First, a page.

How to meet people and make friends in Norway
Struggling with being part of the gang and meet new people? Ever wondered how you will be able to break the code and make friends in Norway? Further down you will read some suggestions about exactly that part of life in Norway. Let us know what you think …
This is what Norway will soon look like. So you better have some friends to keep you chatting in Cafe’s and entertained in wild parties on long and dark Friday and Saturday evenings. Do not be scared! As some say, once you make a Norwegian friend, it is a friend for life.
Once you make a Norwegian friend, it is a friend for life!
Here are a few tips for you to make friends in Norway or you can visit Super Social and meet them.
Forget about what you have heard about Norwegians
First of all, forget all these things you’ve heard about Norwegians: they are closed, not interested in making new friends, not interested in people outside their childhood circle etc. Of course, it’s not like anyone will ask for your number in a party and call you every time they are up to something. This is a cold country, people have been used to living in secluded fjords with little contact with other communities, so be patient, it takes time. Norwegians are usually shy and not very good at small talk, but it doesn’t mean they are uninterested or uninteresting. It just takes time to know them. So ask questions, organize dinners, meet again. In other words: break the ice.
Once a half-Norwegian half-Malagasy woman told me that:
Norwegians are like a Thermos bottle: hard and cold on the outside and warm and “myk” (soft) in the inside. You just need to manage to open the lid.
So, start this journey with an open heart, no pre-conceptions about Norwegians being like this or like that. Like everywhere else on this planet, some are idiots and some are great human beings, just make friends with the kind that suits you best.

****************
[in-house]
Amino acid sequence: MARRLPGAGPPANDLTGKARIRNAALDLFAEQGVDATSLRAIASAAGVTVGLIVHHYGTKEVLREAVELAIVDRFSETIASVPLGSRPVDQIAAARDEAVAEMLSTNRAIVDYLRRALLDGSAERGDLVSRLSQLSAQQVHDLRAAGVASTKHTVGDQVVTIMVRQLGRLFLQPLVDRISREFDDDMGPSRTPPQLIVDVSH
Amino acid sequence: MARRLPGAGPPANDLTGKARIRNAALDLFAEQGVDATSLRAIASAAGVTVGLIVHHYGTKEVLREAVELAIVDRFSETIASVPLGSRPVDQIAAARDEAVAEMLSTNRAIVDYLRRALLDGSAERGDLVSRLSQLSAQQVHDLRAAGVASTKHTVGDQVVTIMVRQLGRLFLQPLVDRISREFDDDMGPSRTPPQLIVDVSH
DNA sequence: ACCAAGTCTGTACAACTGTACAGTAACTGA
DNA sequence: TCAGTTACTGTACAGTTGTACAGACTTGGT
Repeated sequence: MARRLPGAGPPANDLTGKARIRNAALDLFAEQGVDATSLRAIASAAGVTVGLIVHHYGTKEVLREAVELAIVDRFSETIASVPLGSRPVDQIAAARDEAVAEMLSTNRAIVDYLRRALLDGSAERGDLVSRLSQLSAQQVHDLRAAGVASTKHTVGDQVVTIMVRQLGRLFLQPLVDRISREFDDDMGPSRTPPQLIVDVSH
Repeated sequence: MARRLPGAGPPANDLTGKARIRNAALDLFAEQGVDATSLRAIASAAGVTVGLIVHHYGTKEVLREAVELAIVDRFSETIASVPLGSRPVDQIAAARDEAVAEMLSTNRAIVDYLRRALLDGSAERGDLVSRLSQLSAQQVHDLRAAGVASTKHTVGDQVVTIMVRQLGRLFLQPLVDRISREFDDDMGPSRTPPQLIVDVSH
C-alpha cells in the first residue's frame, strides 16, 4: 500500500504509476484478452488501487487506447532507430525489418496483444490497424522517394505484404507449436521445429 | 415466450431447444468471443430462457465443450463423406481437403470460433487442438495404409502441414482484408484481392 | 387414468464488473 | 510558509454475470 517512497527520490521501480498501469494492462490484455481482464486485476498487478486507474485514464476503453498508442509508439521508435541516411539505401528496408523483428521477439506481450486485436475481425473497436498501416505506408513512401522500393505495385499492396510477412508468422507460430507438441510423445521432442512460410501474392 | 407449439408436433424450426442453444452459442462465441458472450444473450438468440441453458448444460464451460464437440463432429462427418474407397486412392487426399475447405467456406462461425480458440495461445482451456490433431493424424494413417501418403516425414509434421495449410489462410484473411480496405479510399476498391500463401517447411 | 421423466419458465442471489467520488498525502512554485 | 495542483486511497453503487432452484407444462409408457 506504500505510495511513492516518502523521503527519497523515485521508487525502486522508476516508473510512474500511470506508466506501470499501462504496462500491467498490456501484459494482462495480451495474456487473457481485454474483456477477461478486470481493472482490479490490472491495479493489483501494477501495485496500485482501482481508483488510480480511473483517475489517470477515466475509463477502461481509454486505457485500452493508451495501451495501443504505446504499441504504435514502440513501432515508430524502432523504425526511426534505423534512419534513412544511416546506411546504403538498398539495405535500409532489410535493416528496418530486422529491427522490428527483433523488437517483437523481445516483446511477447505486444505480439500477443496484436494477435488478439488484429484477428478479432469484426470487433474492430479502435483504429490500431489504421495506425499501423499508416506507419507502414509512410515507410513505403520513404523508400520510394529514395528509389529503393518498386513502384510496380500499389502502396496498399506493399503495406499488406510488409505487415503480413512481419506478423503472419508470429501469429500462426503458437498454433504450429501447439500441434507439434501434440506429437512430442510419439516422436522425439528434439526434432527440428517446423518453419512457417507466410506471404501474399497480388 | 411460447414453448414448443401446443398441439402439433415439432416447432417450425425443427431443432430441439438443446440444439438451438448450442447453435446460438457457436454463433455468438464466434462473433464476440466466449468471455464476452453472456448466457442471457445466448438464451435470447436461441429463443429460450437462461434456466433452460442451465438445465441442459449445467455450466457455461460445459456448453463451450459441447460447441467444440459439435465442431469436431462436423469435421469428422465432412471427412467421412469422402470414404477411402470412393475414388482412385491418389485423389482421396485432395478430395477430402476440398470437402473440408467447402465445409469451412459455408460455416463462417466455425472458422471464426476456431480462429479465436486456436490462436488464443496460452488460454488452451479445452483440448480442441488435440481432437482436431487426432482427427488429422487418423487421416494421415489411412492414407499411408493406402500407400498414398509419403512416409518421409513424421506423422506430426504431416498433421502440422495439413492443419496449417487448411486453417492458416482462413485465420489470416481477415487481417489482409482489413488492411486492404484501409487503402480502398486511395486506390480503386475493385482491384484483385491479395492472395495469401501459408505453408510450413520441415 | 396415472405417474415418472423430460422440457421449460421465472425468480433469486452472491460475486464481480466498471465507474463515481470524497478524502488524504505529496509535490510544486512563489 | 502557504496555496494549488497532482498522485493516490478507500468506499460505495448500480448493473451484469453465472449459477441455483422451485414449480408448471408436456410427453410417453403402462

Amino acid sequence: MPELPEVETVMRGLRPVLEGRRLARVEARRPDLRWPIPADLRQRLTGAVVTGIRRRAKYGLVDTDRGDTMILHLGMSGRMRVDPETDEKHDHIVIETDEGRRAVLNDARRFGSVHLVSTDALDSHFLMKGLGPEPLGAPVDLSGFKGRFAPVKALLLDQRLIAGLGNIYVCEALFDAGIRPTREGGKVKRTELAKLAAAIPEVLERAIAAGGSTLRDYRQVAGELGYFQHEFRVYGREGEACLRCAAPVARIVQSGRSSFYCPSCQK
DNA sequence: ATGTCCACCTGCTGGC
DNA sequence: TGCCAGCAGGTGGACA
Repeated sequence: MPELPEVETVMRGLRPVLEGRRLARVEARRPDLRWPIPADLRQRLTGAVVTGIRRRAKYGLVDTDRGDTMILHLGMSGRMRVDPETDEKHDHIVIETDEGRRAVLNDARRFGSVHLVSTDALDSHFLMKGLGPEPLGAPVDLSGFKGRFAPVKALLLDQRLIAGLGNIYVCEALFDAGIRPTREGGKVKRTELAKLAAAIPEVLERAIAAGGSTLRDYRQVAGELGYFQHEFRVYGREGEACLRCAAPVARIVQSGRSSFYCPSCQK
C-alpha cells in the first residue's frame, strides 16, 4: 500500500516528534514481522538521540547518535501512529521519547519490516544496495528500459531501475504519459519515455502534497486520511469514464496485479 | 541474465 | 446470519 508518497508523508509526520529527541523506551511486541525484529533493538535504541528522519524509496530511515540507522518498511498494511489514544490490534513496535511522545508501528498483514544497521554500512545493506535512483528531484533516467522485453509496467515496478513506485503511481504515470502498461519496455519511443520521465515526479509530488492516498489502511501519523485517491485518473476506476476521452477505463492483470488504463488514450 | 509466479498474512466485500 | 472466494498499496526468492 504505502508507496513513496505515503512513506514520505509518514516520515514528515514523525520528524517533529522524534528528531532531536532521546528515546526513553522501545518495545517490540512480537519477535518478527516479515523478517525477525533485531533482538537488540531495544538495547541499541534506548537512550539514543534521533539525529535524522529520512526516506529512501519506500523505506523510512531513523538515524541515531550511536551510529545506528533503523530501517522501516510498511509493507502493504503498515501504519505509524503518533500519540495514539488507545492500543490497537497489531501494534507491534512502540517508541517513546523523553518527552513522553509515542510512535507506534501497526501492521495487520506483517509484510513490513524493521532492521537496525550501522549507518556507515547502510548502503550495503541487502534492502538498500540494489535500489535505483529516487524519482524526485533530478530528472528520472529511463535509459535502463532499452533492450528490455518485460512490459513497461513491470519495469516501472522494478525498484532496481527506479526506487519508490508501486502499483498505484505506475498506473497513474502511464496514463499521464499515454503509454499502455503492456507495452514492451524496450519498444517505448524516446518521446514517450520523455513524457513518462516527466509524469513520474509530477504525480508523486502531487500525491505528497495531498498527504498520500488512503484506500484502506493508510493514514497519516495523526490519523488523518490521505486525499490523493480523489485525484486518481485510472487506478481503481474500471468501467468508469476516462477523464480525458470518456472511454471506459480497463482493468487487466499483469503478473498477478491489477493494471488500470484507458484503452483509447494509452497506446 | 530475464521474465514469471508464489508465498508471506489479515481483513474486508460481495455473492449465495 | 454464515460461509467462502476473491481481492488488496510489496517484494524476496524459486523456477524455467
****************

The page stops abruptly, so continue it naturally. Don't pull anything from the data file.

Second principle, go out and learn about this country.
You don’t know how to do cross-country skiing? Take a course (you would be surprised how many Norwegians take those skiing beginners class). Bored in the winter? Join a band, a climbing club or a knitting group. Meet and mingle, and once they meet you once, twice, and many other times, you will slowly become acquaintances. And they will invite you to parties or other gatherings and before you know it you have enlarged your circle friends even more.
Some Norwegians act like they are already your friend.
It might take time and you might be disappointed on the way. Like this time when I talked to so many unknown people in a party, so happy to believe I had made a new group of friends. I went to a concert where they were all meeting up the next week (and which they had invited me to) and they all pretended they had never met me before. Note that when drunk, some Norwegians act like they are already your friend when they’ve only met you 5 minutes ago. This is an illusion, you need to meet a Norwegian when sober to make sure he or she is really interested in becoming your friend.
Learn Norwegian language and get to know what turns them on.
Third principle, learn Norwegian language and get to know what turns them on (skiing, hiking, cabins in the woods, brownies with lots of butter and sugar and chocolate, picking berries and chanterelles, and “koselig” or “cosy” evenings). You are a foreigner, do not expect anyone to make a move towards you. These people (like yourself in your own country) have enough family and friends to sustain themselves until the end of times.
Remain happy and positive
So you need to be happy and positive (I know it’s hard when you have 4 hours of daylight, but try your best). You also need to relate to their language and culture, so learn a bit of Norwegian and they will appreciate the effort (even if spoken badly). Get into dinners with candles and Saturday evenings spent skiing on the illuminated slopes of Nordmarka. Engaging in these “typical” Norwegian activities will make any Norwegian interested in you and even talkative: Norwegians, more than any other nation, love to listen to foreigners talking about what they love about Norwegian culture.
How to be sure you’ve made a Norwegian friend?
He or she invited you to their family hytte, he or she has confided in you and showed some kind of emotion (sadness for example), and they stay roughly equally friendly when sober and when drunk (usually more loving and expansive when drunk). You now know you can call them through tick and thin until the end of times.
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